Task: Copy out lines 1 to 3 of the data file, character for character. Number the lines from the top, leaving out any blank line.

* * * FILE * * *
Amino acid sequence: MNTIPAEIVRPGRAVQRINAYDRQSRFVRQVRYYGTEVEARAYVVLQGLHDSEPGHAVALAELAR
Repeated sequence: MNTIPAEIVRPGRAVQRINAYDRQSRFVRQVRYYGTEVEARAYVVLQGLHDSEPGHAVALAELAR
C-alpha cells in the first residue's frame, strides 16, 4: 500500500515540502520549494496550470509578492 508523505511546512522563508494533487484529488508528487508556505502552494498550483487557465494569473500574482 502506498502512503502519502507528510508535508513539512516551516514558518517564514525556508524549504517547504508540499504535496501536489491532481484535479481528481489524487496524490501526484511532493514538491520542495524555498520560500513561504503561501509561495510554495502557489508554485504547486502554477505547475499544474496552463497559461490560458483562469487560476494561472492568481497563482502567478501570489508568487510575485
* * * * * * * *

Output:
Amino acid sequence: MNTIPAEIVRPGRAVQRINAYDRQSRFVRQVRYYGTEVEARAYVVLQGLHDSEPGHAVALAELAR
Repeated sequence: MNTIPAEIVRPGRAVQRINAYDRQSRFVRQVRYYGTEVEARAYVVLQGLHDSEPGHAVALAELAR
C-alpha cells in the first residue's frame, strides 16, 4: 500500500515540502520549494496550470509578492 508523505511546512522563508494533487484529488508528487508556505502552494498550483487557465494569473500574482 502506498502512503502519502507528510508535508513539512516551516514558518517564514525556508524549504517547504508540499504535496501536489491532481484535479481528481489524487496524490501526484511532493514538491520542495524555498520560500513561504503561501509561495510554495502557489508554485504547486502554477505547475499544474496552463497559461490560458483562469487560476494561472492568481497563482502567478501570489508568487510575485